The Slatest

Seven Women Have Now Said Joe Biden Made Them Feel Uncomfortable With “Affectionate” Touching

Joe Biden speaks while standing on a stage at a political event.
Former Vice President Joe Biden speaks during an event in Dover, Delaware, on March 16.
Saul Loeb/Getty Images

Seven women have now accused Joe Biden of touching them in an overly familiar way that made them feel uncomfortable or embarrassed. Biden released a video on Wednesday saying that he hugged people or grabbed their shoulders because of a desire to “make a human connection” and comfort people in times of stress or hardship. He said he would try to be more “mindful and respectful of people’s personal space” because “social norms are changing.”

Even though it appears his defense will appease his base—and several women who experienced such intimate physical contact from Biden have come forward to defend his “affectionate” style of engaging with acquaintances and strangers—three more women have come forward since the video to accuse him of touching them in a way that left them feeling uncomfortable. Here is the complete list of the accusations against Biden.

Lucy Flores
In an essay for the Cut, Flores wrote that when she was running as the Democratic nominee for lieutenant governor of Nevada, Biden came up to her and placed his hands on her shoulders just before she went onstage to talk at a campaign event.

“I felt him get closer to me from behind,” she wrote. “He leaned further in and inhaled my hair. I was mortified. … He proceeded to plant a big slow kiss on the back of my head. My brain couldn’t process what was happening. I was embarrassed. I was shocked. I was confused.”

The encounter left her feeling ashamed, confused, and demeaned at what was meant to be an important career moment for her, she wrote.

Amy Lappos
In an interview with the Hartford Courant on Monday, a former congressional aide to Rep. Jim Himes said she had been a volunteer at a 2009 fundraiser when Biden approached her.

“It wasn’t sexual, but he did grab me by the head,” Lappos said. “He put his hand around my neck and pulled me in to rub noses with me. When he was pulling me in, I thought he was going to kiss me on the mouth.”

Lappos told the Courant she felt Biden had crossed “a line of respect” in a sexist way. She told the New York Times she spoke out because she was disappointed in the public reaction to Flores’ allegations. “Uninvited affection is not okay,” she said. “Objectifying women is not okay.”

Caitlyn Caruso
The next day, Caruso, a sexual assault survivor who met Biden three years ago when she was a 19-year-old college student at an event related to sexual assault at the University of Nevada–Las Vegas, told the New York Times about her experience with Biden. She said Biden “rested his hand on her thigh—even as she squirmed in her seat to show her discomfort—and hugged her ‘just a little bit too long,’ ” according to the Times.

She told the Times that she did not say anything publicly because she just thought it was “how men act.” But she had just shared her story of sexual assault and felt Biden had failed to understand her need for boundaries, she said.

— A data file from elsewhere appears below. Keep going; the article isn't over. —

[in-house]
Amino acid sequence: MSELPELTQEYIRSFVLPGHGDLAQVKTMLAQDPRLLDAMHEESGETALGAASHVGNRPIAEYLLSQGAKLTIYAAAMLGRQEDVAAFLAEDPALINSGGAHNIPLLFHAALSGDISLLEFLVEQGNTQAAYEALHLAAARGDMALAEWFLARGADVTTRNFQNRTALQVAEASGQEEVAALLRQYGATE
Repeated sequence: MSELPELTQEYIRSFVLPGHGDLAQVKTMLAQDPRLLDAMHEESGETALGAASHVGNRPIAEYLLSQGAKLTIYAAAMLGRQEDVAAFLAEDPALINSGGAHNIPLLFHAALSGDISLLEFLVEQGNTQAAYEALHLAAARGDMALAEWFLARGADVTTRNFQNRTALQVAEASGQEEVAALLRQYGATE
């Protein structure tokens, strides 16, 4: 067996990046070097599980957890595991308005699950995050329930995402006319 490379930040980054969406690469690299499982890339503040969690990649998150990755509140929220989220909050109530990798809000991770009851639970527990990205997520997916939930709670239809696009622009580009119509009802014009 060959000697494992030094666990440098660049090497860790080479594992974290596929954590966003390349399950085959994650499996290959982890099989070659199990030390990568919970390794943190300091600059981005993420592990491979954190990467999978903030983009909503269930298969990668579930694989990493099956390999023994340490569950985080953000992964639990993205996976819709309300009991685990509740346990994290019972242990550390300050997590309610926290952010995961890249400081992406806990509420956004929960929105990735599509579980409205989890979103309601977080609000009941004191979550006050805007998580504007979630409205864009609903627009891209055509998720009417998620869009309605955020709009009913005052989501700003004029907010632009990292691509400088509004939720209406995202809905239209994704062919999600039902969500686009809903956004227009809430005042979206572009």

D.J. Hill
In the same article, the Times interviewed a writer who met Biden at a 2012 fundraising event in Minneapolis. She told the Times that Biden had placed his hand on her shoulder before dropping it down to her back, making her “very uncomfortable.”

Speaking on Fox News on Wednesday, she called for a zero tolerance policy on invading personal space and said she had come forward because she wanted to see a “cultural change.”

Vail Kohnert-Yount
In 2013, she was a White House intern, standing aside at the exit of the West Wing’s basement to allow the vice president to move through, when she met Biden.

According to Kohnert-Yount, Biden introduced himself and shook her hand. “He then put his hand on the back of my head and pressed his forehead to my forehead while he talked to me,” she told the Washington Post in an article published early Thursday. “I was so shocked that it was hard to focus on what he was saying. I remember he told me I was a ‘pretty girl.’ ”

She told the Post that even though she did not consider the interaction sexual harassment, she had felt embarrassed that Biden had commented on her appearance. She said she thought Biden’s intentions were good but that it amounted to “the kind of inappropriate behavior that makes many women feel uncomfortable and unequal in the workplace.”

Sofie Karasek
In the same article, Karasek, one of 51 sexual assault victims who appeared with Lady Gaga onstage at the Oscars, said that she met Biden after the ceremony and told him the story of a college student who died by suicide after being sexually assaulted. Biden, in response, held her hands and placed his forehead against hers in a gesture others told the Post was a common one for the former vice president.

Karasek told the Post that she appreciated that Biden was making a gesture of support but felt that he had inappropriately invaded her personal space at an emotionally charged moment. “He emphasized that he wants to connect with people and, of course, that’s important,” she said. “[But] too often it doesn’t matter how the woman feels about it, or they just assume that they’re fine with it.”

Ally Coll
Coll said she had been a Democratic staffer in 2008 when she was introduced to Biden at a reception. She told the Post that Biden complimented her smile and held her shoulders “for a beat too long.”

She said she felt uncomfortable at the time but ignored it because of her excitement over meeting him. She told the Post she now thinks his behavior was inappropriate in a professional setting: “There’s been a lack of understanding about the way that power can turn something that might seem innocuous into something that can make somebody feel uncomfortable.”